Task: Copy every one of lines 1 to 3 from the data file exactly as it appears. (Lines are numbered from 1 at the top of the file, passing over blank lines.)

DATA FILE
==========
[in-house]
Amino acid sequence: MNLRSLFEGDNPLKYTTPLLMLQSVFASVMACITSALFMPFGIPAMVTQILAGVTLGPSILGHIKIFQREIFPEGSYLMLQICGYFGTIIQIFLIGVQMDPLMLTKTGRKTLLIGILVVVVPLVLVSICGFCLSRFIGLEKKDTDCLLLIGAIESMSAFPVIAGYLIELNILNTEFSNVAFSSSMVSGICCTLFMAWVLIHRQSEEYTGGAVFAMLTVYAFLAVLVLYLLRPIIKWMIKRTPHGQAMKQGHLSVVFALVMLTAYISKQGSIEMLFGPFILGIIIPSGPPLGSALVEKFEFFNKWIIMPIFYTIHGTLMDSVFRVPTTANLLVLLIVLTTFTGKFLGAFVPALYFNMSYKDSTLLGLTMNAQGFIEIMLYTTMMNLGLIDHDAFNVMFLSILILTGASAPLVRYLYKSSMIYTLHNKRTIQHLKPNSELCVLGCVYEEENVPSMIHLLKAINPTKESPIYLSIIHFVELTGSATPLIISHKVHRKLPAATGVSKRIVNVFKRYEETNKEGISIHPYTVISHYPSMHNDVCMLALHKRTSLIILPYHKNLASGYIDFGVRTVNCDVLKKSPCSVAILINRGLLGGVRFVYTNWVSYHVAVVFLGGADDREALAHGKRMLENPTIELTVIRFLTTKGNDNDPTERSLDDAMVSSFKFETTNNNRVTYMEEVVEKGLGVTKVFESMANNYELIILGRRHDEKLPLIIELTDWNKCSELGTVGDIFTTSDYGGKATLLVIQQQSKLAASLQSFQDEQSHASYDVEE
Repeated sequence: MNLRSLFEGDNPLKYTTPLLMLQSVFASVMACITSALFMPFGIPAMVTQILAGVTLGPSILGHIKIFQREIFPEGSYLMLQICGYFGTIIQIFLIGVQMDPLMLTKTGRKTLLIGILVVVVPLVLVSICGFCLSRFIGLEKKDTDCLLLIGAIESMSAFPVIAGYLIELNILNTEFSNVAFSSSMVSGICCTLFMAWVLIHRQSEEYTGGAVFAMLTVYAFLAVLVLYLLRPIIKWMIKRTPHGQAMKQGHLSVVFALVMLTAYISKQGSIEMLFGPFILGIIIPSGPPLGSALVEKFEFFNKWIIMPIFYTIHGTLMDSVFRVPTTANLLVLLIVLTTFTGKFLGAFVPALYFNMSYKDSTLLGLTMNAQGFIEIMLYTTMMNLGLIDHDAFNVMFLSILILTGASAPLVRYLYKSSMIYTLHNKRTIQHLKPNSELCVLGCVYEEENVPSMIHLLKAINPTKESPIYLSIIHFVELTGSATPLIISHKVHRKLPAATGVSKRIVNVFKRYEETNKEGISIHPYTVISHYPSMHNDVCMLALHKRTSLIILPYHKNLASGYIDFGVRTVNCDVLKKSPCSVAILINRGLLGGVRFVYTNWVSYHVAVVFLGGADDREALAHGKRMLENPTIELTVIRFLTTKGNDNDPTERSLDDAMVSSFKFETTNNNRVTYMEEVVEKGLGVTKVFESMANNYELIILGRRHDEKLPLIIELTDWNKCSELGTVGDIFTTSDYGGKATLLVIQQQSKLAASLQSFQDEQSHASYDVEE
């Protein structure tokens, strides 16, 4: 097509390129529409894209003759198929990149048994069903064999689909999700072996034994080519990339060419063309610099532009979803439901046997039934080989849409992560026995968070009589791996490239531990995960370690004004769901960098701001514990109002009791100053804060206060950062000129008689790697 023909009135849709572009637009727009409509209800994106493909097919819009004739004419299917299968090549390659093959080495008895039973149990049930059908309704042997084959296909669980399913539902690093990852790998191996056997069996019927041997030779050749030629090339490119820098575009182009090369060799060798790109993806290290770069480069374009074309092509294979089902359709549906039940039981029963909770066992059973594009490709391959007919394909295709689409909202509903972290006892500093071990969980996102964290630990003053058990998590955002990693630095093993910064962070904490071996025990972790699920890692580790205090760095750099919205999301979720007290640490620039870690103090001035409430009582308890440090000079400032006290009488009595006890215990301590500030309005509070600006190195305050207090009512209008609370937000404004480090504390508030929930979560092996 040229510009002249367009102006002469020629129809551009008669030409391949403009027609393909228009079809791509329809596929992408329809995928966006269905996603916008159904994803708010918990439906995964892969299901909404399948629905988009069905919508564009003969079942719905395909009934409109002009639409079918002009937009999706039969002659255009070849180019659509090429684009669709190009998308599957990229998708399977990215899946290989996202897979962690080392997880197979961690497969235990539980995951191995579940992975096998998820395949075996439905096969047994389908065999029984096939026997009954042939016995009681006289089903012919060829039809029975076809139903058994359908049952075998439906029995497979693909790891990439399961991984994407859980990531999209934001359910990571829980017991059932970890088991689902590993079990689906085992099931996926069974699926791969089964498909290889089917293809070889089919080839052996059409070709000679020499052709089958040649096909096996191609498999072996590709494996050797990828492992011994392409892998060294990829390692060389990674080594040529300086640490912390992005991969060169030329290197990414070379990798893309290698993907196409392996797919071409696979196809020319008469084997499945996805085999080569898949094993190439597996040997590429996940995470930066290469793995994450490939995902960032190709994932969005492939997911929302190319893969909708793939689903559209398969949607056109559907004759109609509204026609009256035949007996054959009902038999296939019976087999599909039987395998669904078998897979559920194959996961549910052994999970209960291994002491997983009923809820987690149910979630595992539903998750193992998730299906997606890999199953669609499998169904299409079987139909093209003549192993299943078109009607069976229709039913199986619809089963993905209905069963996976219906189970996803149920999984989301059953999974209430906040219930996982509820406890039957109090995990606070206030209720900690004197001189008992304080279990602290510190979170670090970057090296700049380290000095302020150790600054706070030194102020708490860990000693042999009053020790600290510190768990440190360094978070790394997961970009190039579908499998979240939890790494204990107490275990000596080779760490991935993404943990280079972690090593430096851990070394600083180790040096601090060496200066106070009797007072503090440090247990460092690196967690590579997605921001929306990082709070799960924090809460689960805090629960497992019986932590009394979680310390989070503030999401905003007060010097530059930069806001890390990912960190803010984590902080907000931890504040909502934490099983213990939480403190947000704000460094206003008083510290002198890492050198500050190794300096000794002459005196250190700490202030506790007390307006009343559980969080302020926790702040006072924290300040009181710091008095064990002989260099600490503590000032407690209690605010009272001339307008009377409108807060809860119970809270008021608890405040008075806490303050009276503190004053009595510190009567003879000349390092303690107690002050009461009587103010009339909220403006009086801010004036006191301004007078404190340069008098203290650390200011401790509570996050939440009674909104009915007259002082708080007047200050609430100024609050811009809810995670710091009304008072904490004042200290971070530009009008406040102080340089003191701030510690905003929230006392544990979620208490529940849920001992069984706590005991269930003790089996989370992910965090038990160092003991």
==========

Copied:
[in-house]
Amino acid sequence: MNLRSLFEGDNPLKYTTPLLMLQSVFASVMACITSALFMPFGIPAMVTQILAGVTLGPSILGHIKIFQREIFPEGSYLMLQICGYFGTIIQIFLIGVQMDPLMLTKTGRKTLLIGILVVVVPLVLVSICGFCLSRFIGLEKKDTDCLLLIGAIESMSAFPVIAGYLIELNILNTEFSNVAFSSSMVSGICCTLFMAWVLIHRQSEEYTGGAVFAMLTVYAFLAVLVLYLLRPIIKWMIKRTPHGQAMKQGHLSVVFALVMLTAYISKQGSIEMLFGPFILGIIIPSGPPLGSALVEKFEFFNKWIIMPIFYTIHGTLMDSVFRVPTTANLLVLLIVLTTFTGKFLGAFVPALYFNMSYKDSTLLGLTMNAQGFIEIMLYTTMMNLGLIDHDAFNVMFLSILILTGASAPLVRYLYKSSMIYTLHNKRTIQHLKPNSELCVLGCVYEEENVPSMIHLLKAINPTKESPIYLSIIHFVELTGSATPLIISHKVHRKLPAATGVSKRIVNVFKRYEETNKEGISIHPYTVISHYPSMHNDVCMLALHKRTSLIILPYHKNLASGYIDFGVRTVNCDVLKKSPCSVAILINRGLLGGVRFVYTNWVSYHVAVVFLGGADDREALAHGKRMLENPTIELTVIRFLTTKGNDNDPTERSLDDAMVSSFKFETTNNNRVTYMEEVVEKGLGVTKVFESMANNYELIILGRRHDEKLPLIIELTDWNKCSELGTVGDIFTTSDYGGKATLLVIQQQSKLAASLQSFQDEQSHASYDVEE
Repeated sequence: MNLRSLFEGDNPLKYTTPLLMLQSVFASVMACITSALFMPFGIPAMVTQILAGVTLGPSILGHIKIFQREIFPEGSYLMLQICGYFGTIIQIFLIGVQMDPLMLTKTGRKTLLIGILVVVVPLVLVSICGFCLSRFIGLEKKDTDCLLLIGAIESMSAFPVIAGYLIELNILNTEFSNVAFSSSMVSGICCTLFMAWVLIHRQSEEYTGGAVFAMLTVYAFLAVLVLYLLRPIIKWMIKRTPHGQAMKQGHLSVVFALVMLTAYISKQGSIEMLFGPFILGIIIPSGPPLGSALVEKFEFFNKWIIMPIFYTIHGTLMDSVFRVPTTANLLVLLIVLTTFTGKFLGAFVPALYFNMSYKDSTLLGLTMNAQGFIEIMLYTTMMNLGLIDHDAFNVMFLSILILTGASAPLVRYLYKSSMIYTLHNKRTIQHLKPNSELCVLGCVYEEENVPSMIHLLKAINPTKESPIYLSIIHFVELTGSATPLIISHKVHRKLPAATGVSKRIVNVFKRYEETNKEGISIHPYTVISHYPSMHNDVCMLALHKRTSLIILPYHKNLASGYIDFGVRTVNCDVLKKSPCSVAILINRGLLGGVRFVYTNWVSYHVAVVFLGGADDREALAHGKRMLENPTIELTVIRFLTTKGNDNDPTERSLDDAMVSSFKFETTNNNRVTYMEEVVEKGLGVTKVFESMANNYELIILGRRHDEKLPLIIELTDWNKCSELGTVGDIFTTSDYGGKATLLVIQQQSKLAASLQSFQDEQSHASYDVEE